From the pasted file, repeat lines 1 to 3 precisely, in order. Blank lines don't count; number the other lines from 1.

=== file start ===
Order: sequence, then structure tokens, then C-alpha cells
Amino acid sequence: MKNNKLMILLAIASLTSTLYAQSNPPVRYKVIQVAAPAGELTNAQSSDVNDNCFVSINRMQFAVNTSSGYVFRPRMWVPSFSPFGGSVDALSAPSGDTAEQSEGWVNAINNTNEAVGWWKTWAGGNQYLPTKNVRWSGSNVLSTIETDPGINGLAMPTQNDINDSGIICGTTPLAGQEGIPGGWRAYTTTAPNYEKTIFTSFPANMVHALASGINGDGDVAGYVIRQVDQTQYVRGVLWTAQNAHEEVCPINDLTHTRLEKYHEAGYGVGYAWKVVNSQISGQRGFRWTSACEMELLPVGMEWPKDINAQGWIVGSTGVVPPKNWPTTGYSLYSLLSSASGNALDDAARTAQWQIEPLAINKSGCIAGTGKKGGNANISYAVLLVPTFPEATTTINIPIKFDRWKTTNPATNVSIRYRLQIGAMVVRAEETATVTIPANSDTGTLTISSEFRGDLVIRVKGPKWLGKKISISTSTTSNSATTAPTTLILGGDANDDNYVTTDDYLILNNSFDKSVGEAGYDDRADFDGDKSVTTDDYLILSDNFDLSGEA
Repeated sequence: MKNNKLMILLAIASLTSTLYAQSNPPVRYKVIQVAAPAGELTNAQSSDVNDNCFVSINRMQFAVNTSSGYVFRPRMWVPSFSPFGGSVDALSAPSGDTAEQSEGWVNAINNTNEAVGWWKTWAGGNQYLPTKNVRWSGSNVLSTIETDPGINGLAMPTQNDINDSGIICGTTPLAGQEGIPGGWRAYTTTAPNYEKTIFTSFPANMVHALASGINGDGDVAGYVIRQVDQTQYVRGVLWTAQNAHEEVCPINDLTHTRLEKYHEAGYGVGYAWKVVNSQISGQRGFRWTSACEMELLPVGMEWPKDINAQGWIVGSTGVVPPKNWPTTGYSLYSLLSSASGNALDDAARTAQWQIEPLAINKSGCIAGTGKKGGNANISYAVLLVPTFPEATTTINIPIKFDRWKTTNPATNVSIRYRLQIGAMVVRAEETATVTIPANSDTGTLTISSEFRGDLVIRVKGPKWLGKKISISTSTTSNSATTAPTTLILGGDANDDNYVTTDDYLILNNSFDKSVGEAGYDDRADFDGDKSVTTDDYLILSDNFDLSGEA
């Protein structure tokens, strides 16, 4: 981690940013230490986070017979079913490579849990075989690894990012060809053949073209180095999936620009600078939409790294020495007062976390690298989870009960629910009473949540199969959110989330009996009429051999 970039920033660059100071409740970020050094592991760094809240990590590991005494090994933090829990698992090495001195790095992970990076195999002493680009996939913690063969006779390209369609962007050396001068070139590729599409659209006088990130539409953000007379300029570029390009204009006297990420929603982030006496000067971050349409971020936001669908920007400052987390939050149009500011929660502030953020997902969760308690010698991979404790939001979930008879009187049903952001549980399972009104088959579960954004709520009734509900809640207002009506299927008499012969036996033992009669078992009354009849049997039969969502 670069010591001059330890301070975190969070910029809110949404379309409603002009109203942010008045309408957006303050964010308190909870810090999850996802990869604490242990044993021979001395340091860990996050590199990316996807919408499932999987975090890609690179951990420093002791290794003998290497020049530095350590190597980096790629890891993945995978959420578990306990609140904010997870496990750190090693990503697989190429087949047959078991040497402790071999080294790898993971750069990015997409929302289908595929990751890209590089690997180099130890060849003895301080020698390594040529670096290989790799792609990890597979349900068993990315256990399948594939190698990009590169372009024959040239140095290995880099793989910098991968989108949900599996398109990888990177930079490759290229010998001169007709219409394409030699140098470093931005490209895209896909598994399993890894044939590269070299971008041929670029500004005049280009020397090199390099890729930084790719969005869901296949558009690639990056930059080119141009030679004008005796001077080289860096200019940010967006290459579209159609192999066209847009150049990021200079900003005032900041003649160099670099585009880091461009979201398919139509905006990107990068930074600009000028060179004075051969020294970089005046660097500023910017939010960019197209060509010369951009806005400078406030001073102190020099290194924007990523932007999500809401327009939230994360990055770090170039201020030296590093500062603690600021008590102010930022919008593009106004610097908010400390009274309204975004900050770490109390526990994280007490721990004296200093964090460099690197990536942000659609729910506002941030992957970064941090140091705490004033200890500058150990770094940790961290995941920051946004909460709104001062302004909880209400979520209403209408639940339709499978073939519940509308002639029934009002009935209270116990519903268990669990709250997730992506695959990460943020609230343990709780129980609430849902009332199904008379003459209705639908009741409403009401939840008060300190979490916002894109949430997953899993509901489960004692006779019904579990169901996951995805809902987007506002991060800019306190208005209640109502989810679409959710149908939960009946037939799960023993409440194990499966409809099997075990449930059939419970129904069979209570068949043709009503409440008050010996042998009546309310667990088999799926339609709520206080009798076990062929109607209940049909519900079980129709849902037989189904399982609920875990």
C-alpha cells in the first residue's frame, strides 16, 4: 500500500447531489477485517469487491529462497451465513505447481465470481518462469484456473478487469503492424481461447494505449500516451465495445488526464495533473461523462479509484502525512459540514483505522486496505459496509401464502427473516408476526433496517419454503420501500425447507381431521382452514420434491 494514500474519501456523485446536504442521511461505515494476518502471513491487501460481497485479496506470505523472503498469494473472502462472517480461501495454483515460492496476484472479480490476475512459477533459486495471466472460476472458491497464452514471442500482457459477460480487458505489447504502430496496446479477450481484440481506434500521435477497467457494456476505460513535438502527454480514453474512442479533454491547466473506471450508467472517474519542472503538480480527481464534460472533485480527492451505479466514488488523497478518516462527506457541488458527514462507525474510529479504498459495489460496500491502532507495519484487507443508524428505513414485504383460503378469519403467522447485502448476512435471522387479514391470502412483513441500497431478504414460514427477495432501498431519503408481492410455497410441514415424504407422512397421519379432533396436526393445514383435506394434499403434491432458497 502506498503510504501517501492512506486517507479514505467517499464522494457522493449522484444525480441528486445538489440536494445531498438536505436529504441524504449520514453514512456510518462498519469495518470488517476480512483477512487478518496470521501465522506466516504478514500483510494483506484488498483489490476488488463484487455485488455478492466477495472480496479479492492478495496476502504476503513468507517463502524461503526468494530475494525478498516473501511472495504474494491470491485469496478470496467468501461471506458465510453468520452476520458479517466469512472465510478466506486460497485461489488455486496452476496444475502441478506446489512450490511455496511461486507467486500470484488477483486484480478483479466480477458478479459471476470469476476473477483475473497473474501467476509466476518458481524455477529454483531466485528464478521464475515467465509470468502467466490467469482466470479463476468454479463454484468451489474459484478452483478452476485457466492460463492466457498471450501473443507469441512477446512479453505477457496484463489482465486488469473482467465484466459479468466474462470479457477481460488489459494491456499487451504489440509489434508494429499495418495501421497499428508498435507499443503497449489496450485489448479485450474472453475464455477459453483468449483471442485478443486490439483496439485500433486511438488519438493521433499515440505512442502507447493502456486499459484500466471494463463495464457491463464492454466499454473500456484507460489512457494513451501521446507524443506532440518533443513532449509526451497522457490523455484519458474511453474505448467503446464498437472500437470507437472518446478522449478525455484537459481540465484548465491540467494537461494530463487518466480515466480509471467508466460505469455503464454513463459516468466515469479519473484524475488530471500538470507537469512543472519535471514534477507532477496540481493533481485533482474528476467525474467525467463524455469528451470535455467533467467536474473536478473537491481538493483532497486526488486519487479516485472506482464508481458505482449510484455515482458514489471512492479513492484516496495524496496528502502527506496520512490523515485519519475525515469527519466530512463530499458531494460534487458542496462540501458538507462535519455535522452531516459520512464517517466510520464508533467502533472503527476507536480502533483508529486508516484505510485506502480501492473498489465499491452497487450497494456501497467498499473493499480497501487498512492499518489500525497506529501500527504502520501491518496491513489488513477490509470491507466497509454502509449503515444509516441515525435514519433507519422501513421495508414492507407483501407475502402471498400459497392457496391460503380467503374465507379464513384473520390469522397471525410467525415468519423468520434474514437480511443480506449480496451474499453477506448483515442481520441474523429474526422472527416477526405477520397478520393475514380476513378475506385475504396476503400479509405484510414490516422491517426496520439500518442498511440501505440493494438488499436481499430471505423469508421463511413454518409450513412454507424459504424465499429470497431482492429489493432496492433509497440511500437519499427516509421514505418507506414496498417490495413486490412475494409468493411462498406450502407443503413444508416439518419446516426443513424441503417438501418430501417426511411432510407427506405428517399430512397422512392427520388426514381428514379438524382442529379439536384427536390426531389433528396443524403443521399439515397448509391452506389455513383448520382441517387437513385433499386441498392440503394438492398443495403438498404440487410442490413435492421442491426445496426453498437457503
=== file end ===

Order: sequence, then structure tokens, then C-alpha cells
Amino acid sequence: MKNNKLMILLAIASLTSTLYAQSNPPVRYKVIQVAAPAGELTNAQSSDVNDNCFVSINRMQFAVNTSSGYVFRPRMWVPSFSPFGGSVDALSAPSGDTAEQSEGWVNAINNTNEAVGWWKTWAGGNQYLPTKNVRWSGSNVLSTIETDPGINGLAMPTQNDINDSGIICGTTPLAGQEGIPGGWRAYTTTAPNYEKTIFTSFPANMVHALASGINGDGDVAGYVIRQVDQTQYVRGVLWTAQNAHEEVCPINDLTHTRLEKYHEAGYGVGYAWKVVNSQISGQRGFRWTSACEMELLPVGMEWPKDINAQGWIVGSTGVVPPKNWPTTGYSLYSLLSSASGNALDDAARTAQWQIEPLAINKSGCIAGTGKKGGNANISYAVLLVPTFPEATTTINIPIKFDRWKTTNPATNVSIRYRLQIGAMVVRAEETATVTIPANSDTGTLTISSEFRGDLVIRVKGPKWLGKKISISTSTTSNSATTAPTTLILGGDANDDNYVTTDDYLILNNSFDKSVGEAGYDDRADFDGDKSVTTDDYLILSDNFDLSGEA
Repeated sequence: MKNNKLMILLAIASLTSTLYAQSNPPVRYKVIQVAAPAGELTNAQSSDVNDNCFVSINRMQFAVNTSSGYVFRPRMWVPSFSPFGGSVDALSAPSGDTAEQSEGWVNAINNTNEAVGWWKTWAGGNQYLPTKNVRWSGSNVLSTIETDPGINGLAMPTQNDINDSGIICGTTPLAGQEGIPGGWRAYTTTAPNYEKTIFTSFPANMVHALASGINGDGDVAGYVIRQVDQTQYVRGVLWTAQNAHEEVCPINDLTHTRLEKYHEAGYGVGYAWKVVNSQISGQRGFRWTSACEMELLPVGMEWPKDINAQGWIVGSTGVVPPKNWPTTGYSLYSLLSSASGNALDDAARTAQWQIEPLAINKSGCIAGTGKKGGNANISYAVLLVPTFPEATTTINIPIKFDRWKTTNPATNVSIRYRLQIGAMVVRAEETATVTIPANSDTGTLTISSEFRGDLVIRVKGPKWLGKKISISTSTTSNSATTAPTTLILGGDANDDNYVTTDDYLILNNSFDKSVGEAGYDDRADFDGDKSVTTDDYLILSDNFDLSGEA